Dr Helen Smith (Fiona Gaunt)
Helen Smith is the base psychologist responsible for preparing regular psychological record reports (or PSIs), assessing the mental state of all personnel.[6] An expert in behavioural studies in an alien environment – her thesis was titled "Human beings adjust" – she acts as a sounding board, enabling individual crew members to adapt to the situation of life on the Moon.[8] However, she develops a trend of engaging in romantic relationships with her most troubled patients as seen in "Achilles Heel" and "Outsiders".[8][9]
Tom Hill (Barry Lowe)
42 year old Tom Hill is director of operations on the moonbase responsible for flight control and base maintenance.[5][6] An experienced astronaut, he became a minor celebrity six years before the events of the series take place when he rescued an escaped cat from a spacelab.[6] A down-to-earth no-nonsense type, who dislikes having his worked interfered with by management, he generally tries to maintain an informal, casual air, calling all female staff as "love" and calling Lebrun "Mickey boy", a moniker Lebrun hates.[6][8] However, unhappy about the way Caulder conducted the investigation of his predecessor's death in "Departure and Arrival", Hill initially maintains a strictly businesslike relationship with Caulder before their relationship thaws in later episodes.[5]

Production[edit]

Origins[edit]

Terrance Dicks and Barry Letts had been working together, as script editor and producer respectively, on Doctor Who since 1970. Dicks had begun his television writing career on The Avengers and Crossroads before joining Doctor Who as its script editor in 1968.[11] Former actor Barry Letts had changed career into television direction in 1967 and had worked on series such as Z-Cars and The Newcomers before being asked to take over as producer of Doctor Who in 1970, where he first met Dicks.[12] In 1972, looking to move on from Doctor Who, the pair started considering a number of ideas for other shows they could collaborate on.[13] Their first idea arose from the successful collaboration they had with the Royal Navy on the Doctor Who serial The Sea Devils which led to them considering pitching a serial set on a frigate only to find they were too late – the BBC had just commissioned a series, Warship, with that very premise.[14] In late 1972, they developed the concept of Moonbase 3, as an anthology series set on a lunar colony that would "provide intelligent, realistic drama rather than Science Fantasy",[15] and submitted a pilot script, titled "Departure and Arrival", to Shaun Sutton, the Head of Drama at the BBC.[16] The series was formally commissioned in December 1972 and would be made, as a co-production between the BBC and 20th Century Fox and the ABC network in America, during the break in production between Seasons 10 and 11 of Doctor Who.[2][16]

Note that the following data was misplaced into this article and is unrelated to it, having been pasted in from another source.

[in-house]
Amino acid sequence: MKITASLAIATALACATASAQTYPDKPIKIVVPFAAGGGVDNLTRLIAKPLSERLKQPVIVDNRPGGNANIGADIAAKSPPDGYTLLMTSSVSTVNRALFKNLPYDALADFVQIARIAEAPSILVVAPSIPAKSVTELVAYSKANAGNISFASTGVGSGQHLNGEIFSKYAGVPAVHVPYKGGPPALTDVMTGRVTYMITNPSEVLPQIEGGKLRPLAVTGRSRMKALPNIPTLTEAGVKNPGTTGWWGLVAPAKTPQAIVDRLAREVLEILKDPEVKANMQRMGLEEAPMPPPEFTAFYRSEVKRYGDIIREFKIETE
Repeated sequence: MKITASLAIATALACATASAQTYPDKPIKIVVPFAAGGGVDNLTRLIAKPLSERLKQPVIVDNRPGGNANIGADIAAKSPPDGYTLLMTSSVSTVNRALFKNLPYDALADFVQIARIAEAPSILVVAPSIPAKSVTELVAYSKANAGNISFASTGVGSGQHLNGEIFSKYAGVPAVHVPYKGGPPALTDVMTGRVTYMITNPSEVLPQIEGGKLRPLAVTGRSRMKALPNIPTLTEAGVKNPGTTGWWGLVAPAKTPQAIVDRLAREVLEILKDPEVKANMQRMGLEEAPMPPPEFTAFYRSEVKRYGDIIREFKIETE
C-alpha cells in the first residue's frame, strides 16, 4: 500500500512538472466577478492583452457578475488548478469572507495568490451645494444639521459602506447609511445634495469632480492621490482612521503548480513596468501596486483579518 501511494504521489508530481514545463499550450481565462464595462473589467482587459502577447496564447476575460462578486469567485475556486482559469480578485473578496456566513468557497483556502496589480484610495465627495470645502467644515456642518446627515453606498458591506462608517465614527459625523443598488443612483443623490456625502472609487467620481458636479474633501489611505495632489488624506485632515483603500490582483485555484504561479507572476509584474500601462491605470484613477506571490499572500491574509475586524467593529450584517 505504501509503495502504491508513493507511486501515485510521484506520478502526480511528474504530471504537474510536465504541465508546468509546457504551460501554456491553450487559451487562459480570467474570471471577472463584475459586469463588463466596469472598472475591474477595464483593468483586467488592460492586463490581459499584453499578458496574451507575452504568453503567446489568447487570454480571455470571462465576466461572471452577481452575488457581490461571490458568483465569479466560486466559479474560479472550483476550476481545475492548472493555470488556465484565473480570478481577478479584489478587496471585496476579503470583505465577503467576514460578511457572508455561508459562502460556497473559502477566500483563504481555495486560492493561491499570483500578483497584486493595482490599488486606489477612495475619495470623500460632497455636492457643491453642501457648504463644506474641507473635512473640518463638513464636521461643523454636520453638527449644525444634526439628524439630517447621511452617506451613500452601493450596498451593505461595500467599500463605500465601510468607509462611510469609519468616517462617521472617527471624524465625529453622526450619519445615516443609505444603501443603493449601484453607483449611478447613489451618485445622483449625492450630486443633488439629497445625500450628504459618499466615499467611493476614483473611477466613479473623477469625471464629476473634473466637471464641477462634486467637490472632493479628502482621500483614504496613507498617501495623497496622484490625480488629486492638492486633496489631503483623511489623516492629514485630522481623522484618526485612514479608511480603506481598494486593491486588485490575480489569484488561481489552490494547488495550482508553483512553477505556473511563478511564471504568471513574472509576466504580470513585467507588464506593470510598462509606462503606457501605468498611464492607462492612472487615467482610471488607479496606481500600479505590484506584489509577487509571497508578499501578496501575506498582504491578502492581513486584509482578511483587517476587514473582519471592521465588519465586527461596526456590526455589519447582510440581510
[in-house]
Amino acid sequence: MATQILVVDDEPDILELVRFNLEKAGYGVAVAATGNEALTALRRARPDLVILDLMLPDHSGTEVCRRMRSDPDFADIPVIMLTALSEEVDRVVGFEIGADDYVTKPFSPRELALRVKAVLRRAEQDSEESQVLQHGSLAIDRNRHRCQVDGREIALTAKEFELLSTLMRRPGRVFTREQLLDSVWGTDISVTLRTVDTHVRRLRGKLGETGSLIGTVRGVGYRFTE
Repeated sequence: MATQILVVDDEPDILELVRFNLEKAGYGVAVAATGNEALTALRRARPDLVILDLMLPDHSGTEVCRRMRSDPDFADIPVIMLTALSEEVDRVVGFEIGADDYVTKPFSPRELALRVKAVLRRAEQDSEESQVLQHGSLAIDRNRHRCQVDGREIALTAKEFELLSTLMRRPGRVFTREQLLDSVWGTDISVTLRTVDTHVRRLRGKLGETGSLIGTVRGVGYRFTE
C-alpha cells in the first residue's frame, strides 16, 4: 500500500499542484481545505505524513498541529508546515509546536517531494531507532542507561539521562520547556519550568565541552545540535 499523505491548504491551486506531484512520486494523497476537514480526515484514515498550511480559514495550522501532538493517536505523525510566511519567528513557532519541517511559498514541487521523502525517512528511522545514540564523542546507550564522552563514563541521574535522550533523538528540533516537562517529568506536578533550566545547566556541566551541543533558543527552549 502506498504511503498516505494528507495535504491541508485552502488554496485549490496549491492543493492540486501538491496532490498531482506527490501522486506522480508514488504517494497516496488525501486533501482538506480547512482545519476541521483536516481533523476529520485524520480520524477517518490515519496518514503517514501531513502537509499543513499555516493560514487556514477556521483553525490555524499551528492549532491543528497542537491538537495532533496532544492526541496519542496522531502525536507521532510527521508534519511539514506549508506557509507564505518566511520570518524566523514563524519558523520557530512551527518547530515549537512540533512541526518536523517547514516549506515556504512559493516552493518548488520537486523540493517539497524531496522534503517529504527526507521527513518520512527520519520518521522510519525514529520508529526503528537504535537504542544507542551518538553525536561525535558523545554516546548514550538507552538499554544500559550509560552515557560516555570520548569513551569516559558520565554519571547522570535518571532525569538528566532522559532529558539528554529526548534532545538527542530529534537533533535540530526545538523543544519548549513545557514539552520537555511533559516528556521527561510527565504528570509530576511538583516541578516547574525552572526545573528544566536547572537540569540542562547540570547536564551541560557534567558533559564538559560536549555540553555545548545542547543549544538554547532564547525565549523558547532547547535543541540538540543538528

Production[edit]

The first Moonbase 3 script to be formally commissioned was "View of a Dead Planet" on 15 December 1972. This was written by Arden Winch, a respected writer who had written for The Wednesday Play.[2] Two scripts, "Behemoth" and "Outsiders", were commissioned from John Brason, who had written for Colditz and Special Branch.[17] The final two scripts, "The Dark Side of the Moon" and "The Gentle Rain" (later renamed "Castor and Pollux" and "Achilles Heel" respectively), were commissioned from John Lucarotti, a prolific writer whose credits included The Avengers, Doctor Who and The Troubleshooters.[2][18] Lastly, Letts and Dicks retrospectively commissioned themselves in late May 1973 for their pilot script "Departure and Arrival".[2]

In order to achieve a high level of realism, Letts and Dicks hired a technical advisor, James Burke, a science correspondent who was well known to television viewers thanks to his work as anchorman on the television coverage of the Apollo moon landings and for presenting science series such as Tomorrow's World and The Burke Special.[19] Burke decided that 2003 would be a realistic date for bases to have been established on the Moon, telling the Radio Times that "Men won't go back to the Moon until the 1990s. Neither the Russians nor the Americans have any plans at present and no-one else can afford it. [...] As for the base itself – it should look exactly as it would if they built one tomorrow. [...] They'd be small, supporting 30 or 40 men and running on a shoestring. [...] It'll be like life on a nuclear submarine".[20]